August A. De Hertogh
August A. De Hertogh
A. A. De Hertogh and M. Tilley
Almost all Amaryllis (Hippeastrum) forced in the U.S. and Canada by either homeowners or commercial forcers are grown overseas. In order to comply with USDA/APHIS plant quarantine regulations, all bulbs must be free of soil. Thus, they are washed once or twice prior to packing and shipping. As a result of this treatment, the bulbs arrive with only basal roots and no secondary roots. Therefore, over the past year, 2 hand made mixes and 7 commercially prepared mixes were evaluated using 2 cultivars each of Swaziland- and Dutch-grown bulbs. The effects of these media on forcing characteristics, e.g. total plant height, leaf length, flower number, etc. were examined. Also, the influence of the various media on basal root growth and formation of new secondary roots was measured. The results of these 2 studies will be presented.
A.A. De Hertogh and M. Tilley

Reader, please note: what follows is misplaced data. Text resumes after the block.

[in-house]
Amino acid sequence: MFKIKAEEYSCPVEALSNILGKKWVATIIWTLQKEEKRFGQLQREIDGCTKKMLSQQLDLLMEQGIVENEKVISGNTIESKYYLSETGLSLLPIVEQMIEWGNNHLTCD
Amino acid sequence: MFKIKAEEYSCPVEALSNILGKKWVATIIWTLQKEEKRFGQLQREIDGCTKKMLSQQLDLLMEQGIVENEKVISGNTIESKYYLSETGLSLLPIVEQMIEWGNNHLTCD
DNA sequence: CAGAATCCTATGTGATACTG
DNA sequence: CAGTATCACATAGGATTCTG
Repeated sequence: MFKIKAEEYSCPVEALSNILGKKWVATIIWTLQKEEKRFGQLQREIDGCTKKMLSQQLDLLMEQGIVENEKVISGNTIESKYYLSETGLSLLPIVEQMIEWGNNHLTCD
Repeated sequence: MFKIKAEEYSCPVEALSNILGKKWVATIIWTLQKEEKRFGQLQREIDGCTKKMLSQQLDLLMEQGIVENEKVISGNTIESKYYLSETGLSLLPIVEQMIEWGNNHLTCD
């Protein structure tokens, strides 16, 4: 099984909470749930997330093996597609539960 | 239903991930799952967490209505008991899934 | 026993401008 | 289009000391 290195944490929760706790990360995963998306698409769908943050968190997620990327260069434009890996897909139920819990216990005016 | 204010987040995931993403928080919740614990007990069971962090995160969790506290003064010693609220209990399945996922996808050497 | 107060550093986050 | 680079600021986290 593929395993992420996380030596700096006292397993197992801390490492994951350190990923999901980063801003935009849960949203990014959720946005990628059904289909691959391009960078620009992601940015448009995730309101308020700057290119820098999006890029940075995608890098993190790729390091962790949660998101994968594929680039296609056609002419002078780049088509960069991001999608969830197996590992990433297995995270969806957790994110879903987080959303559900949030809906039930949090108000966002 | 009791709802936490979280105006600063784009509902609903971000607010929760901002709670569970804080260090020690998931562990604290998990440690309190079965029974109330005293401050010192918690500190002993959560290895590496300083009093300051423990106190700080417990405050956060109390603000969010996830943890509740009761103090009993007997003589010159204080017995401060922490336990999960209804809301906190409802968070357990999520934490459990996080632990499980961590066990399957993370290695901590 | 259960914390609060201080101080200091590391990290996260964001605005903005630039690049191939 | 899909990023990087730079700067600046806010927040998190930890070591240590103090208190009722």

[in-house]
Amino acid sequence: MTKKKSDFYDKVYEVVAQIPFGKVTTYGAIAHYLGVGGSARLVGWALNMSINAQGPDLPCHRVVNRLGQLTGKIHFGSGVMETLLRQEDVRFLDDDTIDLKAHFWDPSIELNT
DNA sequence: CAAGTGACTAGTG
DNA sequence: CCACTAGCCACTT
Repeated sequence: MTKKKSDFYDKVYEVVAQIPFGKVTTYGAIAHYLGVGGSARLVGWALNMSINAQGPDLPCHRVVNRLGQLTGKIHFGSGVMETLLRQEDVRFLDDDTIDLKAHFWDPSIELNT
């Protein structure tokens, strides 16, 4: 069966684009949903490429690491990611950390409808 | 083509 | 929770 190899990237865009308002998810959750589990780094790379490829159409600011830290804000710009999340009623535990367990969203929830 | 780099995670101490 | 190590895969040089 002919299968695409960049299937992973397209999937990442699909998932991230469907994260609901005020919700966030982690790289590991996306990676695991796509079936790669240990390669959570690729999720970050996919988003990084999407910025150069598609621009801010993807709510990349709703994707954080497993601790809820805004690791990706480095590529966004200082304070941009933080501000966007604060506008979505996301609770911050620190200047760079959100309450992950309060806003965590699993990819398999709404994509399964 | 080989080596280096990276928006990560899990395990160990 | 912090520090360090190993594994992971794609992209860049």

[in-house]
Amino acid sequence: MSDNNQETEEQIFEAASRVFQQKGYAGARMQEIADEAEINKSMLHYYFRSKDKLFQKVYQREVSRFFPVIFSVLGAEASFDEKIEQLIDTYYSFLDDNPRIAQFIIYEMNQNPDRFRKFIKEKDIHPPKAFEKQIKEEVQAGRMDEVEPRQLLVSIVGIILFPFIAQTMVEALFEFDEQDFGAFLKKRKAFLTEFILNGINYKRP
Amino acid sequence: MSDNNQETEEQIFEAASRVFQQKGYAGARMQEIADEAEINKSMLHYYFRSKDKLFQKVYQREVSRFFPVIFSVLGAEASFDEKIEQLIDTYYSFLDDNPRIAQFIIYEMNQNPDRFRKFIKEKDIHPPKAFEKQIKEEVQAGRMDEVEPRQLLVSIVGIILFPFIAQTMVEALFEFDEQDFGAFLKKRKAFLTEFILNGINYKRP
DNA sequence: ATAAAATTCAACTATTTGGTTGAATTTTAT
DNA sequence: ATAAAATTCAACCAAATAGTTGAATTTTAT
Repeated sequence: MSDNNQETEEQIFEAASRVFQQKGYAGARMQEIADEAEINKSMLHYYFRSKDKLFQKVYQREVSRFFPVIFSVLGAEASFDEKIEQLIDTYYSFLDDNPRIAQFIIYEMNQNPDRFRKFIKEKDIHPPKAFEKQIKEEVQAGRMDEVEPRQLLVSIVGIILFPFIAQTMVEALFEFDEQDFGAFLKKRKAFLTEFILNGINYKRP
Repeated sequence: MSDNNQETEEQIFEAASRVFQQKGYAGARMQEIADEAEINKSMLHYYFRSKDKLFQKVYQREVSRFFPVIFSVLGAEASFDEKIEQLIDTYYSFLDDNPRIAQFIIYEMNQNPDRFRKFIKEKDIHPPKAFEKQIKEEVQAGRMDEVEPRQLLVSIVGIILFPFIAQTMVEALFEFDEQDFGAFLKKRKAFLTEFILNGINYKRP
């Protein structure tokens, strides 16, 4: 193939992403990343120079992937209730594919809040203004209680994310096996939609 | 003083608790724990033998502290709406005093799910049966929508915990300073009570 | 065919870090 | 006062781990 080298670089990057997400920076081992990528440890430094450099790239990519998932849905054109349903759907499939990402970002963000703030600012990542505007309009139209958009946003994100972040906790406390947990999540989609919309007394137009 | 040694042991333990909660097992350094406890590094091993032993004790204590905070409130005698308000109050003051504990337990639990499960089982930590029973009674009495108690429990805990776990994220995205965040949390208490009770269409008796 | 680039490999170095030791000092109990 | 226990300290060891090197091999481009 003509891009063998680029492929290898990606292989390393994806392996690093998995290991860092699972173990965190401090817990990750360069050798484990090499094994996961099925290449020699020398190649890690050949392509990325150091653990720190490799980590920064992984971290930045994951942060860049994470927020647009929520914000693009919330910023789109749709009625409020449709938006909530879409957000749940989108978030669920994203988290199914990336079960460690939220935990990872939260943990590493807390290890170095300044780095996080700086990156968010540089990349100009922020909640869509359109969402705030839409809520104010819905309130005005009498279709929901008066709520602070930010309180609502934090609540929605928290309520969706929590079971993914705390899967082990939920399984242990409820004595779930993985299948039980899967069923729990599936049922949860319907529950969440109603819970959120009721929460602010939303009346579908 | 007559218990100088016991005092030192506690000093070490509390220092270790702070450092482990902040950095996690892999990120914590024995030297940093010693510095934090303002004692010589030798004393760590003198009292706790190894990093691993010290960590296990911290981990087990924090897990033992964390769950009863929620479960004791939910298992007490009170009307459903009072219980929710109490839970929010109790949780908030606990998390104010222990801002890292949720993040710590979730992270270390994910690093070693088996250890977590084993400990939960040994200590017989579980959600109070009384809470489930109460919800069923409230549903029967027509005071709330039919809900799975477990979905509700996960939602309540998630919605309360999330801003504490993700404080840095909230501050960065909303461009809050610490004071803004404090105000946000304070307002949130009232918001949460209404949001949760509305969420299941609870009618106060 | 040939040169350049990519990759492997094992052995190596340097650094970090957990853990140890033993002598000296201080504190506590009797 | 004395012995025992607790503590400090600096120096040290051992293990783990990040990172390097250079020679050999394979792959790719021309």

The Swaziland-grown Hippeastrum bulbs `Summertime' and `Sun Dance' reached the market and flowering stages of development in fewer days than the Dutch-grown bulbs `Apple Blossom' and `Red Lion'. `Sun Dance' was the quickest flower and `Red Lion' the slowest. The effects of the planting medium on days to market and flowering were variable and no medium appeared to be the best for this criterion. `Summertime' and `Red Lion' produced longer leaves at flowering than `Apple Blossom' and `Sun Dance'. Three media that led to the production of the longest leaves, a desirable trait, were: Sunshine no. 4, Fafard 3-B, and Sunshine Post-Harvest. `Apple Blossom' was the tallest cultivar followed by `Sun Dance', `Red Lion', and `Summertime'. Effects of the planting medium on total plant height were variable. The overall plant quality ratings for use as potted plants ranged from 3.4 to 3.8 out of 4 for `Summertime', `Sun Dance', and `Red Lion'. `Apple Blossom' was rated 3.0 because it was tall and had short leaves. It would be suitable as a cut flower. Regardless of the planting medium used, `Apple Blossom' lost the greatest amount of old basal roots. Consequently, it produced many new basal roots. The planting medium had variable effects on old and new basal roots and secondary root growth, depending on the cultivar. Based on all the flowering criteria and the rooting responses, the best media for all cultivars as potted plants were Fafard 3-B and Sunshine Mix no. 4. Fafard no. 2 was best for cut-flower usage since it produced taller plants with a good root system.